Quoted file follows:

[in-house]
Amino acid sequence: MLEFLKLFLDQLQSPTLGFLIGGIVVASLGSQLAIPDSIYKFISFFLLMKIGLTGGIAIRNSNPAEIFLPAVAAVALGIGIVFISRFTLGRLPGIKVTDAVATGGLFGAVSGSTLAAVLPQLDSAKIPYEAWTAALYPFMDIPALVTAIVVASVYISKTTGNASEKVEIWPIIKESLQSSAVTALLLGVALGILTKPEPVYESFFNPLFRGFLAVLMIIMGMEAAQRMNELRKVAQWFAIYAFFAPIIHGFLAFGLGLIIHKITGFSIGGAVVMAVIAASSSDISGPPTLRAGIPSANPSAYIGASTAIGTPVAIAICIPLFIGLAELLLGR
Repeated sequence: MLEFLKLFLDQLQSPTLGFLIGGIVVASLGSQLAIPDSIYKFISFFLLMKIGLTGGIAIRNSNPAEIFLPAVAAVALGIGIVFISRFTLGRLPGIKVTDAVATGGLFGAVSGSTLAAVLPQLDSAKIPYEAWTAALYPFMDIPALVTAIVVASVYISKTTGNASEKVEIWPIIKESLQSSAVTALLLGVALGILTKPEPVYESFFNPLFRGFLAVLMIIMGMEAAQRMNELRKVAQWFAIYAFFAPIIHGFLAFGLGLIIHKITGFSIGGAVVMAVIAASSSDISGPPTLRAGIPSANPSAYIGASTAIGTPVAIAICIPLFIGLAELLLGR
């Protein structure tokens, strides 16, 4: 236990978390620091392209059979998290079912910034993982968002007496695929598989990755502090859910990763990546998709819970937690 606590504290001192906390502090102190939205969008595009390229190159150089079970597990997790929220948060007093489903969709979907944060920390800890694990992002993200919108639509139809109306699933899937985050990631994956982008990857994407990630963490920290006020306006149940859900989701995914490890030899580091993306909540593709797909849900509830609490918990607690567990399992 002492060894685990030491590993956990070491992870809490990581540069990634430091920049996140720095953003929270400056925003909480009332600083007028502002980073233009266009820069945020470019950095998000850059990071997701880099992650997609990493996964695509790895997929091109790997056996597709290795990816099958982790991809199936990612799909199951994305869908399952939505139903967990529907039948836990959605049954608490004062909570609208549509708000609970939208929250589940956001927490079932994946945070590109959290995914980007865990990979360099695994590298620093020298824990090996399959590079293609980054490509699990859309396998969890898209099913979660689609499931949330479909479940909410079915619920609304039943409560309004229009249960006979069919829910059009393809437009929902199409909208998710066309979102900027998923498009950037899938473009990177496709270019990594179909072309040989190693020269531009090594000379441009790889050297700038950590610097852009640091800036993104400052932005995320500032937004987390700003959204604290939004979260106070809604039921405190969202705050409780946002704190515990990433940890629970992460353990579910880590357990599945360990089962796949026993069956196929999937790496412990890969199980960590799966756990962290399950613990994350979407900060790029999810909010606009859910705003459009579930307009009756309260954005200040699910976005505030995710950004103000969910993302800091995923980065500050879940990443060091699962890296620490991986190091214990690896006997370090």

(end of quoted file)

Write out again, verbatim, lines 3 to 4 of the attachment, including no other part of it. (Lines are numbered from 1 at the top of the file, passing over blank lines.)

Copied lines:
Repeated sequence: MLEFLKLFLDQLQSPTLGFLIGGIVVASLGSQLAIPDSIYKFISFFLLMKIGLTGGIAIRNSNPAEIFLPAVAAVALGIGIVFISRFTLGRLPGIKVTDAVATGGLFGAVSGSTLAAVLPQLDSAKIPYEAWTAALYPFMDIPALVTAIVVASVYISKTTGNASEKVEIWPIIKESLQSSAVTALLLGVALGILTKPEPVYESFFNPLFRGFLAVLMIIMGMEAAQRMNELRKVAQWFAIYAFFAPIIHGFLAFGLGLIIHKITGFSIGGAVVMAVIAASSSDISGPPTLRAGIPSANPSAYIGASTAIGTPVAIAICIPLFIGLAELLLGR
């Protein structure tokens, strides 16, 4: 236990978390620091392209059979998290079912910034993982968002007496695929598989990755502090859910990763990546998709819970937690 606590504290001192906390502090102190939205969008595009390229190159150089079970597990997790929220948060007093489903969709979907944060920390800890694990992002993200919108639509139809109306699933899937985050990631994956982008990857994407990630963490920290006020306006149940859900989701995914490890030899580091993306909540593709797909849900509830609490918990607690567990399992 002492060894685990030491590993956990070491992870809490990581540069990634430091920049996140720095953003929270400056925003909480009332600083007028502002980073233009266009820069945020470019950095998000850059990071997701880099992650997609990493996964695509790895997929091109790997056996597709290795990816099958982790991809199936990612799909199951994305869908399952939505139903967990529907039948836990959605049954608490004062909570609208549509708000609970939208929250589940956001927490079932994946945070590109959290995914980007865990990979360099695994590298620093020298824990090996399959590079293609980054490509699990859309396998969890898209099913979660689609499931949330479909479940909410079915619920609304039943409560309004229009249960006979069919829910059009393809437009929902199409909208998710066309979102900027998923498009950037899938473009990177496709270019990594179909072309040989190693020269531009090594000379441009790889050297700038950590610097852009640091800036993104400052932005995320500032937004987390700003959204604290939004979260106070809604039921405190969202705050409780946002704190515990990433940890629970992460353990579910880590357990599945360990089962796949026993069956196929999937790496412990890969199980960590799966756990962290399950613990994350979407900060790029999810909010606009859910705003459009579930307009009756309260954005200040699910976005505030995710950004103000969910993302800091995923980065500050879940990443060091699962890296620490991986190091214990690896006997370090």